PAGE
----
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13 Collections Of Spooky Stories

A partnership between the Alaska Digital Library and the University of Alaska means that your UA identification grants you access to the complete ADL collection of audio- and ebooks. Here are 13 collections of horror stories that you can borrow from the library. (All descriptions copied from the Alaska Digital Library.)

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Nightmare at 20,000 Feet

By Richard Matheson

More than twenty of Matheson's most memorable tales of fear and paranoia, personally selected by the author himself. Many of these stories have already entered into popular culture, including the title story, which became a landmark episode of The Twilight Zone, and "Duel," the nail-biting tale of man versus machines that inspired Steven Spielberg's first film.

Other stories include "First Anniversary," "Dress of White Silk," "Witch War," "Dance of the Dead," "Mad House," "Prey," "Blood Son," "Crickets," "Wet Straw," "The Children of Noah," "Through Channels," "Old Haunts," "Disappearing Act," "The Holiday Man," "Legion of Plotters," "The Distributor," "Long Distance Call," "Slaughter House," and "The Likeness of Julie."

Haunted Castles: The Complete Gothic Stories

Filmmaker and longtime horror literature fan Guillermo del Toro serves as the curator for the Penguin Horror series. Included here are some of del Toro's favorites, from Mary Shelley's Frankenstein and Ray Russell's short story "Sardonicus," considered by Stephen King to be "perhaps the finest example of the modern Gothic ever written," to Shirley Jackson's The Haunting of Hill House and stories by Ray Bradbury, Joyce Carol Oates, Ted Klein, and Robert E. Howard.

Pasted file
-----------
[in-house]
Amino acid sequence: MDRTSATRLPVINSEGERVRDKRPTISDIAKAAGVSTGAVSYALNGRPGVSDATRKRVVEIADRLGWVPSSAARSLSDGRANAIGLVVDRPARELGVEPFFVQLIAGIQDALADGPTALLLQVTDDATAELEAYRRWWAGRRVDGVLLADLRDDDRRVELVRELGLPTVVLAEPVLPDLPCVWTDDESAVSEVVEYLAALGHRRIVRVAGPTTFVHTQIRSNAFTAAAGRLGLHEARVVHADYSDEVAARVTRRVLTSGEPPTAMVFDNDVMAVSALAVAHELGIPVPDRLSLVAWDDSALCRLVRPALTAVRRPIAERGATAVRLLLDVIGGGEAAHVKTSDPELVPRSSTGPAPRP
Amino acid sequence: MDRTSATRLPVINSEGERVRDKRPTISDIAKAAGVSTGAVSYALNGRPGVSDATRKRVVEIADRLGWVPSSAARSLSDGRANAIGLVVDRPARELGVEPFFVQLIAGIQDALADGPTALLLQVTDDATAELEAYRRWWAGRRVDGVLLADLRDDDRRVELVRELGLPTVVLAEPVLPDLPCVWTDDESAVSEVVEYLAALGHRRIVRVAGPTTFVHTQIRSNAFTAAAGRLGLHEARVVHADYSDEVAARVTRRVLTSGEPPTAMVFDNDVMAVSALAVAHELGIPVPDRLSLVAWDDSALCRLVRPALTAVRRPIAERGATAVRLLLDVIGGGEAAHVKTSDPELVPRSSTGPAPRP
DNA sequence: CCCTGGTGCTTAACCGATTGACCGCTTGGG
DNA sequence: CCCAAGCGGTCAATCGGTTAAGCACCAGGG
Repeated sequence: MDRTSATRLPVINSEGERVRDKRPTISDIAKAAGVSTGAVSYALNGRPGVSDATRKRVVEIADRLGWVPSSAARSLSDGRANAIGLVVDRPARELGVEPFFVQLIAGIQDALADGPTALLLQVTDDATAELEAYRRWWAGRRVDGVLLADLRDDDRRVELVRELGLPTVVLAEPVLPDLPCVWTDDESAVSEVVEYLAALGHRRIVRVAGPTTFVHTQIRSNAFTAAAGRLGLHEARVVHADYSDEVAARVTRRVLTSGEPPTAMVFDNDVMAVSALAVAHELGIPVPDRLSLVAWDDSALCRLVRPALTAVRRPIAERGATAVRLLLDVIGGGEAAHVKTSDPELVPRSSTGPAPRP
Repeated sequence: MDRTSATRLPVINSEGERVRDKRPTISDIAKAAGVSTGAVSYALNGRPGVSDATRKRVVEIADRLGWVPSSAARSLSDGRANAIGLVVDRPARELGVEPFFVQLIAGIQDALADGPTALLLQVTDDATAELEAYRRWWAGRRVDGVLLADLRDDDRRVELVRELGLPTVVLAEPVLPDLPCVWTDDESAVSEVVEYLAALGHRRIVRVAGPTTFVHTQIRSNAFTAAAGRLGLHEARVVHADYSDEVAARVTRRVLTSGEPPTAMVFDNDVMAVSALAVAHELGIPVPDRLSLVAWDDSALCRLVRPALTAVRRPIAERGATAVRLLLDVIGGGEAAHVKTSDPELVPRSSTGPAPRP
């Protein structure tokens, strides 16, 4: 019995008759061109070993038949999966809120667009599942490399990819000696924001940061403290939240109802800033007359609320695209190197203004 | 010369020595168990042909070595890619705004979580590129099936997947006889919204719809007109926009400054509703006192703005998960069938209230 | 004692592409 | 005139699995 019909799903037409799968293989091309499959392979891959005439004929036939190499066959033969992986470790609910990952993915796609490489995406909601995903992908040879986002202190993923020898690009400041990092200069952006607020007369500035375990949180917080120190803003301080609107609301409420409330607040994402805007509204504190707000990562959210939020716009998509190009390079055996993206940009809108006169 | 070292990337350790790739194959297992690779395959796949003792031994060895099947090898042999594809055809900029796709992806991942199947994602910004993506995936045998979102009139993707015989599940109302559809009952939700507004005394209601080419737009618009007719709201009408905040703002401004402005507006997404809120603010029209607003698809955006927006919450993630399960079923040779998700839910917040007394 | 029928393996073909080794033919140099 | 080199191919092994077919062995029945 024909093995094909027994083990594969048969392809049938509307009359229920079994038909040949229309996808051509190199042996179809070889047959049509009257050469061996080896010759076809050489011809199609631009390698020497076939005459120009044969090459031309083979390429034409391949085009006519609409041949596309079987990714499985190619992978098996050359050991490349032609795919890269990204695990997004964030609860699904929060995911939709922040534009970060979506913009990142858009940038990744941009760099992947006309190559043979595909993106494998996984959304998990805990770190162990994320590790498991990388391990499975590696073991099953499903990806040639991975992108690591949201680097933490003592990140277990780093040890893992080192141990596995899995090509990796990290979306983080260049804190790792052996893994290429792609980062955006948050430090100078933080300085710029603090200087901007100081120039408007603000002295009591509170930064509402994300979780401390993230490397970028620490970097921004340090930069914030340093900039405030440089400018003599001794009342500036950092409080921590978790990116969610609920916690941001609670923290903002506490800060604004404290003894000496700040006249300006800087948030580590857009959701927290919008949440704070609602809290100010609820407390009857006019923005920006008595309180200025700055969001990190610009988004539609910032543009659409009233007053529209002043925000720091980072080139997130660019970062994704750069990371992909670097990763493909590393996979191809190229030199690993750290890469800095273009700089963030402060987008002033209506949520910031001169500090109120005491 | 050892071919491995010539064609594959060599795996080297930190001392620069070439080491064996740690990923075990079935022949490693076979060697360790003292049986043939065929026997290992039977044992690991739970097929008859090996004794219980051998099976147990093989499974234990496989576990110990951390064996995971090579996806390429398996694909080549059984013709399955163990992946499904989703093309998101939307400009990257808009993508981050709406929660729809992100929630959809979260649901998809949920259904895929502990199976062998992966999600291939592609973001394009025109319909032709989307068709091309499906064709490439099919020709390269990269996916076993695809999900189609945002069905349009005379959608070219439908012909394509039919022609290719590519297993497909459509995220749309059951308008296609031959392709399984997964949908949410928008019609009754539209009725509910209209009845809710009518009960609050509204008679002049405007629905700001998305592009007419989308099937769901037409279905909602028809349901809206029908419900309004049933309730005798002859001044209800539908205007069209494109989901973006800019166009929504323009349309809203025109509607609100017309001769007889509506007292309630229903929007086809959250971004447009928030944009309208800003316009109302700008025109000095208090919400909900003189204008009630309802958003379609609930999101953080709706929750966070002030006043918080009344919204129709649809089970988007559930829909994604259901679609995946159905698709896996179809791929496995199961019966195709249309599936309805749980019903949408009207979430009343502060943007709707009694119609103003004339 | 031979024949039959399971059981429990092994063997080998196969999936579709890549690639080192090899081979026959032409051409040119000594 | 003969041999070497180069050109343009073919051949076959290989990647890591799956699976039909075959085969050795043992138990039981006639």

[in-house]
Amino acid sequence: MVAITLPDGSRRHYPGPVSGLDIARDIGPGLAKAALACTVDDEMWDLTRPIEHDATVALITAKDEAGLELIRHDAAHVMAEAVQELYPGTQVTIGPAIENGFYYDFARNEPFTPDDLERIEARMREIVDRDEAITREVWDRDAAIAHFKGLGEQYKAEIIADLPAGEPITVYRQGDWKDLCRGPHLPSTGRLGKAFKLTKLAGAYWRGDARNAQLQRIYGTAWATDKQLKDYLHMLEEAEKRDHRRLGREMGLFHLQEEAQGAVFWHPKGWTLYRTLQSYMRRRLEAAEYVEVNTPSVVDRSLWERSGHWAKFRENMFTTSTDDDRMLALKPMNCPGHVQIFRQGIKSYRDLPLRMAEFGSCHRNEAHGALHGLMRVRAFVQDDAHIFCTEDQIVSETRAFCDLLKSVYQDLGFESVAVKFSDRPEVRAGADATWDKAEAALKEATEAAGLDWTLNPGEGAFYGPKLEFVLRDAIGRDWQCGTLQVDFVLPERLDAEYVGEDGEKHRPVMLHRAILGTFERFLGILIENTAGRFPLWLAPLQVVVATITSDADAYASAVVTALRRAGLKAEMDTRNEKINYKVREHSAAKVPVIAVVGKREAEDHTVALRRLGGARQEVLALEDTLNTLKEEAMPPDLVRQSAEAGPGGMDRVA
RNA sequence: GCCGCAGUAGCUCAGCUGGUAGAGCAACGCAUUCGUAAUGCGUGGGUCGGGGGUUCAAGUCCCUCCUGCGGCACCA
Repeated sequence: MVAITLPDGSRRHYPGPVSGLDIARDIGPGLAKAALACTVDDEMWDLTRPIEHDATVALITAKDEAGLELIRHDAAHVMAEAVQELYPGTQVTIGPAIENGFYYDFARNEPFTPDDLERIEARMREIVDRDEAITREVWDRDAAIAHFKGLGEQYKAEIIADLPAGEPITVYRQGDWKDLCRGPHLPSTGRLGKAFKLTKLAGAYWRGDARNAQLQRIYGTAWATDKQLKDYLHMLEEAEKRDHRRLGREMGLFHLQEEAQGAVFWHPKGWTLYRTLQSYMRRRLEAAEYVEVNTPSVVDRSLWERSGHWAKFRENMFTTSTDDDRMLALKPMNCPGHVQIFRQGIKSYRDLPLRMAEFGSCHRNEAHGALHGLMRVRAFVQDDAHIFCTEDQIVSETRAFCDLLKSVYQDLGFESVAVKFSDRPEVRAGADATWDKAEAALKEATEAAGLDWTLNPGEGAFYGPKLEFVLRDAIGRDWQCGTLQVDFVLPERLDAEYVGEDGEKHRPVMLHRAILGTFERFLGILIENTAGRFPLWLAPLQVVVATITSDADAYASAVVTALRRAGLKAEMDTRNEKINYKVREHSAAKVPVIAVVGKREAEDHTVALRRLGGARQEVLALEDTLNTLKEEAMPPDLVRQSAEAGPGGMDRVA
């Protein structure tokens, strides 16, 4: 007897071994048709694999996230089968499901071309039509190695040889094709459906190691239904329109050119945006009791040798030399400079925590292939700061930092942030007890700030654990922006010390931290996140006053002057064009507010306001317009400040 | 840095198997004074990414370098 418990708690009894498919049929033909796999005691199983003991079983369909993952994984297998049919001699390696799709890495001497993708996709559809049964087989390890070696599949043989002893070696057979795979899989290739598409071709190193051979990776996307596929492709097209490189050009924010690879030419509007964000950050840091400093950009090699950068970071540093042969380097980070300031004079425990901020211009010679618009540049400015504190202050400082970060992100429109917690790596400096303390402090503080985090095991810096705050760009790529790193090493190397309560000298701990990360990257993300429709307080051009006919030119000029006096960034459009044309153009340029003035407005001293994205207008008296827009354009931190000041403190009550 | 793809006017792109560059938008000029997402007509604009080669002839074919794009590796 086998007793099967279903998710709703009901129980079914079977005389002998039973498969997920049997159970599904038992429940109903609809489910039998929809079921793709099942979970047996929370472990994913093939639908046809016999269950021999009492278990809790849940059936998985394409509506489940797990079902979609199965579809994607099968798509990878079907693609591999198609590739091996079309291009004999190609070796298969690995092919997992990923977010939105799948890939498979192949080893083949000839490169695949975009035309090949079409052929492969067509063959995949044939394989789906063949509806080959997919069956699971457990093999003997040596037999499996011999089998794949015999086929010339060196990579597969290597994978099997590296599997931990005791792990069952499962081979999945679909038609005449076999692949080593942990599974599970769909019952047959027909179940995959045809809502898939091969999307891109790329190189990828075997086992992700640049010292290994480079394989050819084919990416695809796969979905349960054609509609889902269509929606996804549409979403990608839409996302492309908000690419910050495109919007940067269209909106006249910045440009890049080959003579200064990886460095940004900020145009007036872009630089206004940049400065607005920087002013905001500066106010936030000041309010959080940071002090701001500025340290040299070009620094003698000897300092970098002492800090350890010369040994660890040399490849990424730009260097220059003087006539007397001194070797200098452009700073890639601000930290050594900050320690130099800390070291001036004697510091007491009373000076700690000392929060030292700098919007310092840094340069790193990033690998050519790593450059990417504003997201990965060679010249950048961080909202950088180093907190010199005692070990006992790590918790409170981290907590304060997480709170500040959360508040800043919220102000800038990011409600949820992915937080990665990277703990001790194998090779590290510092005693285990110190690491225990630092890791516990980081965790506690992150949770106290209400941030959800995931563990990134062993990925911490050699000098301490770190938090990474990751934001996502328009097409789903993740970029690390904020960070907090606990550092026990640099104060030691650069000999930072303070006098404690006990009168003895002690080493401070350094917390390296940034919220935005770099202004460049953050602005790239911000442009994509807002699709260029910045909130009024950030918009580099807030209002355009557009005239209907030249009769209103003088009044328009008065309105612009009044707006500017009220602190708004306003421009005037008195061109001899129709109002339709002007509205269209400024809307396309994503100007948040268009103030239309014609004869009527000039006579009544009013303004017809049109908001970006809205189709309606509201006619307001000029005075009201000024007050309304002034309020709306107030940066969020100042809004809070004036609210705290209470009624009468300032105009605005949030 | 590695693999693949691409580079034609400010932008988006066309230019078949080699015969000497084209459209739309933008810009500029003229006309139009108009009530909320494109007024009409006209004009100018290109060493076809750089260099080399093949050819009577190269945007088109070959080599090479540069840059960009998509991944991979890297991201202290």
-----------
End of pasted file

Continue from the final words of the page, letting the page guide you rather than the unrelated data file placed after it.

The characters that sprawl through Haunted Castles are frightful to the core: the heartless monster holding two lovers in limbo; the beautiful dame journeying down a damned road toward depravity (with the help of an evil gypsy); the man who must wear his fatal crimes on his face in the form of an awful smile. Engrossing, grotesque, perverted, and completely entrancing, Russell's Gothic tales are the best kind of dreadful.

Dark Worlds of H. P. Lovecraft, Volume One

Howard Phillips Lovecraft, has been hailed by literary critics as the inventor of modern horror.

This Volume includes:

The Dunwich Horror - Originally published in the summer of 1926

The Call Of Cthulhu - Originally published in the summer of 1928

These, perhaps two of his most well known tales, are narrated for the first time by Wayne June (Vampire, The Masquerade, Weird Tales), bringing to life the horrors from the mind of the Master himself, in the way that only he can.

New Cthulhu: The Recent Weird

Edited by Paula Guran

For more than eighty years H.P. Lovecraft has inspired writers of supernatural fiction, artists, musicians, filmmakers, and gaming. His themes of cosmic indifference, the utter insignificance of humankind, minds invaded by the alien, and the horrors of history—written with a pervasive atmosphere of unexplainable dread—remain not only viable motifs, but are more relevant than ever as we explore the mysteries of a universe in which our planet is infinitesimal and climatic change is overwhelming it. In the first decade of the twenty-first century the best supernatural writers no longer imitate Lovecraft, but they are profoundly influenced by the genre and the mythos he created. New Cthulhu: The Recent Weird presents some of the best of this new Lovecraftian fiction—bizarre, subtle, atmospheric, metaphysical, psychological, filled with strange creatures and stranger characters—eldritch, unsettling, evocative, and darkly appealing.